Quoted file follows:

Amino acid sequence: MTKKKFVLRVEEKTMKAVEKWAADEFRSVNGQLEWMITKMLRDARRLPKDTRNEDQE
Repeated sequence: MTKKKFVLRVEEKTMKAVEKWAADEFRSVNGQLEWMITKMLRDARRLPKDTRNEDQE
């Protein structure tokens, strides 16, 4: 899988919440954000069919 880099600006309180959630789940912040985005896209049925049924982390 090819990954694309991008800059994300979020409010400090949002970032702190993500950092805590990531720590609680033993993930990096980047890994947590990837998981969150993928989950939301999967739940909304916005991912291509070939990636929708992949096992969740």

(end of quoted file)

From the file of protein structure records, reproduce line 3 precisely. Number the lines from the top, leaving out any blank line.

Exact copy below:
């Protein structure tokens, strides 16, 4: 899988919440954000069919 880099600006309180959630789940912040985005896209049925049924982390 090819990954694309991008800059994300979020409010400090949002970032702190993500950092805590990531720590609680033993993930990096980047890994947590990837998981969150993928989950939301999967739940909304916005991912291509070939990636929708992949096992969740």